Deux saltimbanques / Two Saltimbanques
Pen, washed in grey, on ribbed hand-made paper
Inv. No. 16737 (Property of the Städelscher Museums-Verein e. V.)
24.1 × 15.6 cm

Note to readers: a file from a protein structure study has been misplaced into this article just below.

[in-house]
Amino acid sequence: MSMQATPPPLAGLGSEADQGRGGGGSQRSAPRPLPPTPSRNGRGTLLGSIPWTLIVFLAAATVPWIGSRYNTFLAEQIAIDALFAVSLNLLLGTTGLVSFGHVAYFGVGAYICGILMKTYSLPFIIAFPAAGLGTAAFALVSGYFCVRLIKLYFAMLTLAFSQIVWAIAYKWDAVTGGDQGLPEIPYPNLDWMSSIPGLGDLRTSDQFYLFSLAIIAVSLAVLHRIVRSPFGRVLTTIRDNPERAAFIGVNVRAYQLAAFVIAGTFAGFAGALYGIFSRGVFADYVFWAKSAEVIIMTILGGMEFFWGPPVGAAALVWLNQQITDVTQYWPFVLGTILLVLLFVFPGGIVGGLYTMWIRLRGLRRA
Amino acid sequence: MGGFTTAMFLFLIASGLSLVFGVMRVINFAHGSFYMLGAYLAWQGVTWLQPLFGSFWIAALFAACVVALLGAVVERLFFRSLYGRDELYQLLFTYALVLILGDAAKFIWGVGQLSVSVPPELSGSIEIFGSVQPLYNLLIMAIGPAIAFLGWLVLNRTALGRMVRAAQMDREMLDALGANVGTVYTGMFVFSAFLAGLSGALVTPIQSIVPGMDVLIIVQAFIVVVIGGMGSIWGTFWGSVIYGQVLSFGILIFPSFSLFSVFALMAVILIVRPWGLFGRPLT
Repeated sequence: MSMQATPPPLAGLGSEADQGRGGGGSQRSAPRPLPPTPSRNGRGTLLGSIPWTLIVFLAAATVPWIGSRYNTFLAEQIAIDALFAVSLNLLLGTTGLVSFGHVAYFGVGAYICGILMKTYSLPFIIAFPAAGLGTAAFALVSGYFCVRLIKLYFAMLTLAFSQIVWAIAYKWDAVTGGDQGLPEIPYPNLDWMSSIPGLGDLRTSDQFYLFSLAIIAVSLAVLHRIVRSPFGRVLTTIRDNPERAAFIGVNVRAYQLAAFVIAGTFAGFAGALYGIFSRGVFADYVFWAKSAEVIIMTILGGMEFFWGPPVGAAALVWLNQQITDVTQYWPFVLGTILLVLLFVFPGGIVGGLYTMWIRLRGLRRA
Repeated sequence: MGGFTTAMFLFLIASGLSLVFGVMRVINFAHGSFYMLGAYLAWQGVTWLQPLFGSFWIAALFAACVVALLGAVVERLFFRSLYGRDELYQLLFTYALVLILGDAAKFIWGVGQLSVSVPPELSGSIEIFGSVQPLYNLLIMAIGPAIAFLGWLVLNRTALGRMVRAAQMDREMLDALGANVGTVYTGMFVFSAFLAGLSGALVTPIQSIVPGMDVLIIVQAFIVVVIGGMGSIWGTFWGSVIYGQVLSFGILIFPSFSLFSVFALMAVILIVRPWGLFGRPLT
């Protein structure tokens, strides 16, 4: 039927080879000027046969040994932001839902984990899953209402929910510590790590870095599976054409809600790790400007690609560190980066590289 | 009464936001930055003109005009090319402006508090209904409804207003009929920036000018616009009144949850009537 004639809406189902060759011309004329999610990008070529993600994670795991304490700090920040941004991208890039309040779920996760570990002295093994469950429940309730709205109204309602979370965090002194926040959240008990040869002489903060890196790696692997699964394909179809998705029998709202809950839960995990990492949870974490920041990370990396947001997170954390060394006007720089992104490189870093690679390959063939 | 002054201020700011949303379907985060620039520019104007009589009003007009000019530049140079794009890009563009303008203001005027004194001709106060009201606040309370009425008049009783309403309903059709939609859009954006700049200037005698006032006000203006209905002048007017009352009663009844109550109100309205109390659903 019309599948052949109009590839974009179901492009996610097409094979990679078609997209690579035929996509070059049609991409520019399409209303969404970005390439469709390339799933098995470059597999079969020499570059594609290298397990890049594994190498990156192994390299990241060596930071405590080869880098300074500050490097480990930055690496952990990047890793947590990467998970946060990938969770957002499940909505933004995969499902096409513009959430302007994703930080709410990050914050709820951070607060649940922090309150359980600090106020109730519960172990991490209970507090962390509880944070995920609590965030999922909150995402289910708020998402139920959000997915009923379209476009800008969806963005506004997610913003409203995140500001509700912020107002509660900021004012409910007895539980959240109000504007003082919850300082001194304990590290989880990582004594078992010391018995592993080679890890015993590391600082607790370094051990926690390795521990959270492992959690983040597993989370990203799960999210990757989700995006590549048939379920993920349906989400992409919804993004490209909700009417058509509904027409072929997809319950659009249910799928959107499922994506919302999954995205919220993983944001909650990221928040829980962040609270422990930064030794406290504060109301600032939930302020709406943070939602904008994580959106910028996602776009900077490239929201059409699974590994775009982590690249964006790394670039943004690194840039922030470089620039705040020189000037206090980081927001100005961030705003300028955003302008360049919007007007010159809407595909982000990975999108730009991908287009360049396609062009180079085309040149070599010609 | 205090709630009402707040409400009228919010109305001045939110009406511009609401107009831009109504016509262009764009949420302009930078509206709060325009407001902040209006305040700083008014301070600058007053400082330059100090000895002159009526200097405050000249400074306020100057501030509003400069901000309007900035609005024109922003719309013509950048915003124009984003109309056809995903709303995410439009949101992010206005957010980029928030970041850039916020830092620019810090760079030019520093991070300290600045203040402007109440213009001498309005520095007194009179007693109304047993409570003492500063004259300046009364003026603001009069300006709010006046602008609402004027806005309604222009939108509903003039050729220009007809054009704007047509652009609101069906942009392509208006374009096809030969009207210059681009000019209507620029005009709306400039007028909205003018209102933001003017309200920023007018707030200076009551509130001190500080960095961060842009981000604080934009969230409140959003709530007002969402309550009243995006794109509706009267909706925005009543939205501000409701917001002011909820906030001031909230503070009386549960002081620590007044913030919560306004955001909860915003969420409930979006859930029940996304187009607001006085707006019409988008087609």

The artist Honoré Daumier made a name for himself chiefly with his lithographs – important documents of social history which were published as newspaper cartoons. With a keenly observant eye, he delivered a commentary, in thousands of images, on the rapid succession of political changes in France, on the world of that country’s lawyers, and above all on the pleasures, horrors and fears experienced by its citizens. His success was founded as much in the pithy forcefulness of his satire as in his extraordinary inventiveness as a draughtsman. Alongside printmaking, painting and sculpture, drawing held a special status for Daumier as a medium for private reflection, a circumstance powerfully demonstrated by his Saltimbanques. This melancholy scene depicting two itinerant circus performers of advancing years is distinguished by economy of means as well as a great amount of empathy. They seem to have found a suitable place for themselves in the margins of public life. With the brightness created by sketchy strokes of the pen, Daumier describes the two obviously very different characters and their relationship to one another. The rather plump, stolid-looking one has taken a seat and, his legs dangling, is turned towards his companion. The latter, on the other hand, a figure of more slender build, is only leaning against the same seat-like object; the apparently well-worn cap on his bald head makes him look somewhat like a jester. His hands clasped in front of him, he gazes into space with an air of resignation. His eye sockets, in deep shadow, emphasize an introspective thoughtfulness that seeks no external stimulus. Revealing subtle sensitivity, Daumier uses the light play of lines and the shading – created with free movements of the brush – to lend this wordless dialogue an aura of serenity. As a pair of diametrically opposed characters, the two are somewhat reminiscent of Don Quixote and Sancho Panza, recurring objects of Daumier’s interest. Daumier returned again and again to the world of travelling entertainers. While he likes to portray the spectacle of the annual fair by showing the parade with which the performers court the public’s favour, he represents the individual entertainers as rather quiet, solitary figures. Because of their independence and their outsider status, such persons came to feature in nineteenth-century art and literature as symbols of the artist’s existence, a symbolism that was taken up again in the century that followed, most notably and influentially by artists such as Picasso and Beckmann. Honoré Daumier certainly deserves the credit for developing this metaphor into a worthy theme for a picture; in this drawing he treated it with the calm deliberateness of later life, born of knowledge and experience.